Ethan and Joel Coen's latest, True Grit, isn't another edgy, idiosyncratic drama from the film-making brothers, but an adaptation of the 1968 novel and update of the 1969 movie starring John Wayne.
Ethan and Joel Coen's latest, True Grit, isn't another edgy, idiosyncratic drama from the film-making brothers, but an adaptation of the 1968 novel and update of the 1969 movie starring John Wayne. In Wayne's Oscar-winning role of Rooster Cogburn is Jeff Bridges, who is approaching his own legendary status. Hailee Steinfeld is equally important to the film, as the movie's heroine, 14-year-old Mattie Ross.
Mattie is on a quest to avenge her father's death at the hands of the cowardly Tom Chaney (Josh Brolin), and she leaves her family to find a marshal worthy of her hunt. She finds what she's looking for in Cogburn, despite the fact that he's a grizzled, whiskey-soaked curmudgeon. Also in the picture is Texas Ranger LaBoeuf, played to ostentatious perfection by Matt Damon. LaBoeuf is an opponent to Mattie at first — he's also pursuing Chaney, but on a different charge. Cogburn and LaBoeuf team up to find Chaney together, conspiring to leave Mattie behind, sure that a "little girl" will only handicap them.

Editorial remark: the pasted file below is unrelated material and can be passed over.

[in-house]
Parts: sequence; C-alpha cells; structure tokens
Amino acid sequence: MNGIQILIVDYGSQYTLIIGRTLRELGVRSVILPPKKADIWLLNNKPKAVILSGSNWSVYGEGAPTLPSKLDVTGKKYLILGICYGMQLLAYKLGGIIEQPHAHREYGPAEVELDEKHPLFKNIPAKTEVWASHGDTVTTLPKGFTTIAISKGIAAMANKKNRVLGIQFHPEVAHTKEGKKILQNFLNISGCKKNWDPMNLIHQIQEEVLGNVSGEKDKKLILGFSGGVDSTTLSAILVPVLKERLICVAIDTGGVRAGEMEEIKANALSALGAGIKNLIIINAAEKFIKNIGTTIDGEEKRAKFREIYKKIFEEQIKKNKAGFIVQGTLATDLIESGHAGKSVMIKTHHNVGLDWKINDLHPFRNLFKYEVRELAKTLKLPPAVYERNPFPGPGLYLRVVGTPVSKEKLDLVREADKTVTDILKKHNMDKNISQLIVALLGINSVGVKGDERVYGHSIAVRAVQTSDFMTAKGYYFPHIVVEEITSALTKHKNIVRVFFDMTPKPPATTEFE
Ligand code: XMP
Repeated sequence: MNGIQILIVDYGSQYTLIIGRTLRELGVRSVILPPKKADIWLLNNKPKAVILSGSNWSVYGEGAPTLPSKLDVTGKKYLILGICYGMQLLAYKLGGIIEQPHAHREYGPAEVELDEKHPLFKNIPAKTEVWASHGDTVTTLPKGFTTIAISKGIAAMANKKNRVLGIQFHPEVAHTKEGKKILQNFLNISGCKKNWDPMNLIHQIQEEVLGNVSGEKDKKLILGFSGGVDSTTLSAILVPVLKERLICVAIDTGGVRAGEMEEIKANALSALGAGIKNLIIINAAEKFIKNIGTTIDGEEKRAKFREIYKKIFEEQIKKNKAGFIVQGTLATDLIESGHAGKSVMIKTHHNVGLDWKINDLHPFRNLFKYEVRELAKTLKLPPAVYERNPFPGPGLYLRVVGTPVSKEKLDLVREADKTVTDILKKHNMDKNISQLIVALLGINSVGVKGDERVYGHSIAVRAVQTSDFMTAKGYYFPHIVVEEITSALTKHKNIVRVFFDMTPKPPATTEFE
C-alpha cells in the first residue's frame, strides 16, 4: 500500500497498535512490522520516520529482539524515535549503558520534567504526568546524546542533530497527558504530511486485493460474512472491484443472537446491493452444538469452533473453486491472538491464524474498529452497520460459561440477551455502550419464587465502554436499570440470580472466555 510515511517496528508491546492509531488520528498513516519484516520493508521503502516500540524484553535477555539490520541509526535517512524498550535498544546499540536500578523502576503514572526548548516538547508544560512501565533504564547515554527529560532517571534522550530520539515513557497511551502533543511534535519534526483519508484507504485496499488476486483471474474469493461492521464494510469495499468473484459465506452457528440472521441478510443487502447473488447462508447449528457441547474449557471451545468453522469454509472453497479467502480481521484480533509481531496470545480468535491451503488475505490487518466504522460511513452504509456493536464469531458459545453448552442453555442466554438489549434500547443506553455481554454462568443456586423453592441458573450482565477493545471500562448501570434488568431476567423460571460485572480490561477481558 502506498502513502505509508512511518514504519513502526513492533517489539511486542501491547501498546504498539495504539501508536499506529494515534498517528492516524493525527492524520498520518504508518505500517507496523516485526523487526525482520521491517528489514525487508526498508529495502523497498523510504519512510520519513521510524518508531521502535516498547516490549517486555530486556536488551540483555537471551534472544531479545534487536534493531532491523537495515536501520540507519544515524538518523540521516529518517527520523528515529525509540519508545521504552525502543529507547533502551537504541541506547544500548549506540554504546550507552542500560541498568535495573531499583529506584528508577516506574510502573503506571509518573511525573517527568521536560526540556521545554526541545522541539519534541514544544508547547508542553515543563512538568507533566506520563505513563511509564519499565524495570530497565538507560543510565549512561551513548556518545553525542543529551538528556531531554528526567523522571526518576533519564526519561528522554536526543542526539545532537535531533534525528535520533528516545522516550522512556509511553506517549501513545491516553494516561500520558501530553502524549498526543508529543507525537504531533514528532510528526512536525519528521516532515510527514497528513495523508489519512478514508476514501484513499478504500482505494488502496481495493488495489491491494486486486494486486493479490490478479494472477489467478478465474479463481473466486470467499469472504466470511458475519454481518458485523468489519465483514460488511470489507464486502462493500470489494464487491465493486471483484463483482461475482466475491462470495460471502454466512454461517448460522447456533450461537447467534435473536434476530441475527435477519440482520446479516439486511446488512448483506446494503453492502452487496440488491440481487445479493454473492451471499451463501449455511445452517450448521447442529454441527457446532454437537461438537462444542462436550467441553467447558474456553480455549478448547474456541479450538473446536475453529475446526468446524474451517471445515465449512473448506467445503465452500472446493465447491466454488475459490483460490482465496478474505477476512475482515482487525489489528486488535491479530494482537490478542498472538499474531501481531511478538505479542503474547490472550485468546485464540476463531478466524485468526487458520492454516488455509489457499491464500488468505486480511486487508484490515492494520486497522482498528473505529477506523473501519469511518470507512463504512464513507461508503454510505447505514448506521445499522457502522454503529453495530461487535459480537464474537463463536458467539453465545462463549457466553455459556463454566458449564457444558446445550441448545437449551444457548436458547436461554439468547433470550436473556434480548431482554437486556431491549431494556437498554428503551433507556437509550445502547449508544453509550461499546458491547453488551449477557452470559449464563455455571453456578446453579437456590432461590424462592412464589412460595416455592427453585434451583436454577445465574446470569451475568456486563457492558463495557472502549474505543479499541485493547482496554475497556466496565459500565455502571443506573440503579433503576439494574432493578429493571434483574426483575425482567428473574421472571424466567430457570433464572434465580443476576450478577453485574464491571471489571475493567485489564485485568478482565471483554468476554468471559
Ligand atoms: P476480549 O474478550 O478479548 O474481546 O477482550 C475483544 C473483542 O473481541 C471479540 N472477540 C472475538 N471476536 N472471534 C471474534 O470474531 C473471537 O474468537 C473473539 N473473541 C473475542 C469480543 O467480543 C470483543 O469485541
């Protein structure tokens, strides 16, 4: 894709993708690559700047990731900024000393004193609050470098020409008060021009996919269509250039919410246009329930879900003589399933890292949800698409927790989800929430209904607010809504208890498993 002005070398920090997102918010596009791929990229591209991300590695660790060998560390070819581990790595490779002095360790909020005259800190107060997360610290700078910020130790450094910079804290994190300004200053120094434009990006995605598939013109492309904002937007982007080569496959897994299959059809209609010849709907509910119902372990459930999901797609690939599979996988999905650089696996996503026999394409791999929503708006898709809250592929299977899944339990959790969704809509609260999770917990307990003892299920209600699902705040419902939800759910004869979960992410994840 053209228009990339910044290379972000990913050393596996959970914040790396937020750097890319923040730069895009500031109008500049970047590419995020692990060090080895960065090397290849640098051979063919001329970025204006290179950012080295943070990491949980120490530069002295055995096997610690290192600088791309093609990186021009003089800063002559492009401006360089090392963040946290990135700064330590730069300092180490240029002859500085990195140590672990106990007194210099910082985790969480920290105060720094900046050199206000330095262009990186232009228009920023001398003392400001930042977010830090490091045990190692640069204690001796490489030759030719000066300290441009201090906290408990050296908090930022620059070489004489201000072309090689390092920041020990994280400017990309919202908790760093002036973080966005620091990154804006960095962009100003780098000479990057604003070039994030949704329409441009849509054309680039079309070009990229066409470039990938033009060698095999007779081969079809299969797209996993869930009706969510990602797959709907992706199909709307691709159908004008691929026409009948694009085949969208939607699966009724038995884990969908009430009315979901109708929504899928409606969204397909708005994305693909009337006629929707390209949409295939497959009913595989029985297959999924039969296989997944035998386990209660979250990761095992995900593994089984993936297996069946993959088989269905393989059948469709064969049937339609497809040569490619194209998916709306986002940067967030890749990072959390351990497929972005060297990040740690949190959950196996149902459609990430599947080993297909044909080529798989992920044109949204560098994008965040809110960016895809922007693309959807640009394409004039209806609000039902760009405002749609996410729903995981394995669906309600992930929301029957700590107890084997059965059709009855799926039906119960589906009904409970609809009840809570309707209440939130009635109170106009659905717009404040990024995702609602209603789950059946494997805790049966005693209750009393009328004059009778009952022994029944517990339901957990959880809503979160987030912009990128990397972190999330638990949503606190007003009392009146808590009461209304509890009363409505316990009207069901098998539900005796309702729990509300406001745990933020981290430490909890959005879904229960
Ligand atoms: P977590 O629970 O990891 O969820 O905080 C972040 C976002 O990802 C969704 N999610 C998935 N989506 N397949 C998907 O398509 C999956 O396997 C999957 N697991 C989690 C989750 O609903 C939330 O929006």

Riding off into the wilderness with Mattie, Cogburn, and LaBoeuf gives us the bulk of the action, and on that ride it becomes clear: the Coen brothers aren't trying to reinvent anything; this is a true Western, faithful to the book and genre. It's a sweeping accomplishment with a satisfying outcome. To find out what else I enjoyed about True Grit, just read more